Irritable Bowel Syndrome (IBS)
Facts and Definition of Irritable Bowel Syndrome (IBS)
- Irritable bowel syndrome (IBS) is a chronic gastrointestinal disorder.
- IBS is not the same as inflammatory bowel disease (IBD), a more serious condition that causes inflammation in the digestive tract and can result in severe complications.
- Symptoms of IBS include
- The cause of irritable bowel syndrome is currently unknown. It is thought to result from a combination of abnormal gastrointestinal (GI) tract movements, increased awareness of bodily functions, and a disruption in the communication between the brain and the GI tract.
- IBS-D is irritable bowel syndrome with diarrhea. Symptoms most common with IBS-D include:
- Sudden urges to have bowel movements
- Abdominal pain or discomfort
- Intestinal gas (flatulence)
- Loose stools
- Frequent stools
- Feeling of being unable to completely empty bowels
- IBS-C is irritable bowel syndrome with constipation. Symptoms most common with IBS-C include:
- Hard, lumpy stools
- Straining during bowel movements
- Infrequent stools
- IBS is diagnosed by exclusion, which means a doctor considers other alternatives first, performing tests to rule out other medical problems.
- Home remedies for IBS include avoiding certain foods that "trigger" or worsen diarrhea, bloating and gas such as cruciferous vegetables (for example, cauliflower, wasabi, kale, and broccoli), and legumes (for example, black beans, edamame, soy nuts, and fava beans).
- Other home remedies to relieve symptoms of IBS include adding fiber to the diet, drinking plenty of water, avoiding soda, eating smaller meals, and eating more low fat and high carbohydrate foods.
- There is currently no known cure for IBS. Medical treatment for irritable bowel syndrome includes antispasmodic medicines, antidiarrheal medicines, antidepressants, laxatives, and other drugs.
- Irritable bowel syndrome is a chronic (long-term) disease, and symptoms usually recur.
- Irritable bowel syndrome has also been called spastic colon, functional bowel disease, and mucous colitis though. IBS is not a true "colitis." The term colitis refers to a different group of conditions such as ulcerative colitis, Crohn's disease, microscopic colitis, and ischemic colitis. These are other types of bowel disease.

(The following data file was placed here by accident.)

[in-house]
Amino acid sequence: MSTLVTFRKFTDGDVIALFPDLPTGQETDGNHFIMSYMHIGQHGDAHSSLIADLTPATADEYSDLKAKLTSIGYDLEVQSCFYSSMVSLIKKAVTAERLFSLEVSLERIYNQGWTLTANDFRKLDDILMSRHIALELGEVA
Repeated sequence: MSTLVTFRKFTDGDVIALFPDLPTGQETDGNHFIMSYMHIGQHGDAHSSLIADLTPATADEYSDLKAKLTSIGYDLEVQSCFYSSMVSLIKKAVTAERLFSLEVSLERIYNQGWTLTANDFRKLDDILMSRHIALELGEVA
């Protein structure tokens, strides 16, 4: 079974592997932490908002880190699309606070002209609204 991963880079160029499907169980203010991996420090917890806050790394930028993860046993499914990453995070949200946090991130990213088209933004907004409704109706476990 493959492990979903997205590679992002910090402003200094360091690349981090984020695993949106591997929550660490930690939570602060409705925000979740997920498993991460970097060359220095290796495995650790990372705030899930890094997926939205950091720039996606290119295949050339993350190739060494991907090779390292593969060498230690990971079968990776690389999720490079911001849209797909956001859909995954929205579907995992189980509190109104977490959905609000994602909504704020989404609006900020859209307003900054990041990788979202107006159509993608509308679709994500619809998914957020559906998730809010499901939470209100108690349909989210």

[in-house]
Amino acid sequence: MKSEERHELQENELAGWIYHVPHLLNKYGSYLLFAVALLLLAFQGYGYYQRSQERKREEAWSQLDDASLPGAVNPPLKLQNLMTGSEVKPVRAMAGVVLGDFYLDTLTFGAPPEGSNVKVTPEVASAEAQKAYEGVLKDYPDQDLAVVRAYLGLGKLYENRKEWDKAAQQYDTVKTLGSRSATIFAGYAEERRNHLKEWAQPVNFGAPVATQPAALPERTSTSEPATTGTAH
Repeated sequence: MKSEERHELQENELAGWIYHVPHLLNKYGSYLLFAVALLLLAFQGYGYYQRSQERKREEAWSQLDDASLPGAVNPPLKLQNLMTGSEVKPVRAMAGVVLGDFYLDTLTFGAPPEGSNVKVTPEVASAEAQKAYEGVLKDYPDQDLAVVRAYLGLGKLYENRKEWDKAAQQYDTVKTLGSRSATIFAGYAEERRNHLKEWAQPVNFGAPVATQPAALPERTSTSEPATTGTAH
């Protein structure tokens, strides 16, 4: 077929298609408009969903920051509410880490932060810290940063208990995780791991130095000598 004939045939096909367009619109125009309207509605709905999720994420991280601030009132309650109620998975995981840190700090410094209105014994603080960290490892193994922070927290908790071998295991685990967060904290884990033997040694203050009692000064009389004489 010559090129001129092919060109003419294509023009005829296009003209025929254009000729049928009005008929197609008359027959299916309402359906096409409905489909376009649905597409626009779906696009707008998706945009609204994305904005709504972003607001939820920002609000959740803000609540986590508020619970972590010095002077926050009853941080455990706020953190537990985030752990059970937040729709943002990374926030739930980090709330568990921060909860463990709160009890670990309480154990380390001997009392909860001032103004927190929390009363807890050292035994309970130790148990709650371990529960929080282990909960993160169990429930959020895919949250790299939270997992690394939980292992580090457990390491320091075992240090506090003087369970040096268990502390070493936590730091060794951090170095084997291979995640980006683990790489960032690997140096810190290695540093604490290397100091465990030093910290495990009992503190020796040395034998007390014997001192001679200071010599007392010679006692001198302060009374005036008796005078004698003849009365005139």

Are Irritable Bowel Syndrome (IBS) and Inflammatory Bowel Disease (IBD) the Same Disease?
Irritable bowel syndrome (IBS) and inflammatory bowel disease (IBD) are not the same condition. Technically, IBS is not a disease, but rather a functional disorder (abnormal function of the bowels) that results in a group of symptoms.
Irritable bowel syndrome and inflammatory bowel disease can have similar symptoms, but IBS is less serious than IBD. IBS does not cause inflammation, intestinal bleeding, rectal bleeding, ulcers, permanent damage to the intestines, or complications that can occur with IBD.
What Causes Irritable Bowel Syndrome (IBS)?
- IBS is not contagious, inherited, or cancerous. It occurs more often in women than in men, and the onset occurs before the age of 35 in about half of the cases. IBS occurs in 5% to 20% of children.
- IBS also has developed after episodes of gastroenteritis.
- It has been suggested that IBS is caused by dietary allergies or food sensitivities, but this has not been proven.
- Genetics also is suggested as a potential cause of IBS, but so far a hereditary link has not been found.
- Symptoms of irritable bowel syndrome may worsen during periods of stress or during menstruation, but these factors are unlikely to be the cause that leads to the development of IBS.
What Are the Risk Factors for Irritable Bowel Syndrome (IBS)?
Risk factors for IBS include:
- Abnormal (too fast or slow, or too strong) movements of the colon and small intestines
- Hypersensitivity to pain caused by gas or full bowels
- A viral or bacterial infection of the stomach and intestines (gastroenteritis)
- Small intestinal bacterial overgrowth (SIBO)
- Reproductive hormones or neurotransmitters may be off-balance in people with IBS.
Anxiety or depression may accompany IBS, though these have not been found to be a direct cause of IBS.
Medically Reviewed by a Doctor on 12/29/2016
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